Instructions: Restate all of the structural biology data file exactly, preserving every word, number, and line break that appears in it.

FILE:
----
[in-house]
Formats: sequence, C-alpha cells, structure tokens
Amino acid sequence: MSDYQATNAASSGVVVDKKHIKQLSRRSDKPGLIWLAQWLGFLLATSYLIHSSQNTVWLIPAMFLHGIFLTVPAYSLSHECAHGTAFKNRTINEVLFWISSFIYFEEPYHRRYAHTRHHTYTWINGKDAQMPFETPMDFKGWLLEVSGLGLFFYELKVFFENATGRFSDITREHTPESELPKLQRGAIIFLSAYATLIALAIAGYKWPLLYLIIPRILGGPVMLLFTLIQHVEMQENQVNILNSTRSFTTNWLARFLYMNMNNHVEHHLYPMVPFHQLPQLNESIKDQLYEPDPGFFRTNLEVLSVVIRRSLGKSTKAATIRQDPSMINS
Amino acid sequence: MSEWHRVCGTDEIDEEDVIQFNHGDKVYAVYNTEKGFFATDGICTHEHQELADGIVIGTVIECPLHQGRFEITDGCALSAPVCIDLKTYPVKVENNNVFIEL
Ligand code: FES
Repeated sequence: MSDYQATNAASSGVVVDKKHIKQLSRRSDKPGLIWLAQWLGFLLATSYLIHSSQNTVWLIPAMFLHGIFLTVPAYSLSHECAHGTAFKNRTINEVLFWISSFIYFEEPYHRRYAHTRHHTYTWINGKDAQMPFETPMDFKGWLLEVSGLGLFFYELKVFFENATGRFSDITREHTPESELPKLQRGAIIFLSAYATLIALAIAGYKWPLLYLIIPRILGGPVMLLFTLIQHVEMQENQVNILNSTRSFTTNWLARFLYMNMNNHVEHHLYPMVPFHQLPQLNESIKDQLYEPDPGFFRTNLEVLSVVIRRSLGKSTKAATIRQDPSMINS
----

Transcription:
[in-house]
Formats: sequence, C-alpha cells, structure tokens
Amino acid sequence: MSDYQATNAASSGVVVDKKHIKQLSRRSDKPGLIWLAQWLGFLLATSYLIHSSQNTVWLIPAMFLHGIFLTVPAYSLSHECAHGTAFKNRTINEVLFWISSFIYFEEPYHRRYAHTRHHTYTWINGKDAQMPFETPMDFKGWLLEVSGLGLFFYELKVFFENATGRFSDITREHTPESELPKLQRGAIIFLSAYATLIALAIAGYKWPLLYLIIPRILGGPVMLLFTLIQHVEMQENQVNILNSTRSFTTNWLARFLYMNMNNHVEHHLYPMVPFHQLPQLNESIKDQLYEPDPGFFRTNLEVLSVVIRRSLGKSTKAATIRQDPSMINS
Amino acid sequence: MSEWHRVCGTDEIDEEDVIQFNHGDKVYAVYNTEKGFFATDGICTHEHQELADGIVIGTVIECPLHQGRFEITDGCALSAPVCIDLKTYPVKVENNNVFIEL
Ligand code: FES
Repeated sequence: MSDYQATNAASSGVVVDKKHIKQLSRRSDKPGLIWLAQWLGFLLATSYLIHSSQNTVWLIPAMFLHGIFLTVPAYSLSHECAHGTAFKNRTINEVLFWISSFIYFEEPYHRRYAHTRHHTYTWINGKDAQMPFETPMDFKGWLLEVSGLGLFFYELKVFFENATGRFSDITREHTPESELPKLQRGAIIFLSAYATLIALAIAGYKWPLLYLIIPRILGGPVMLLFTLIQHVEMQENQVNILNSTRSFTTNWLARFLYMNMNNHVEHHLYPMVPFHQLPQLNESIKDQLYEPDPGFFRTNLEVLSVVIRRSLGKSTKAATIRQDPSMINS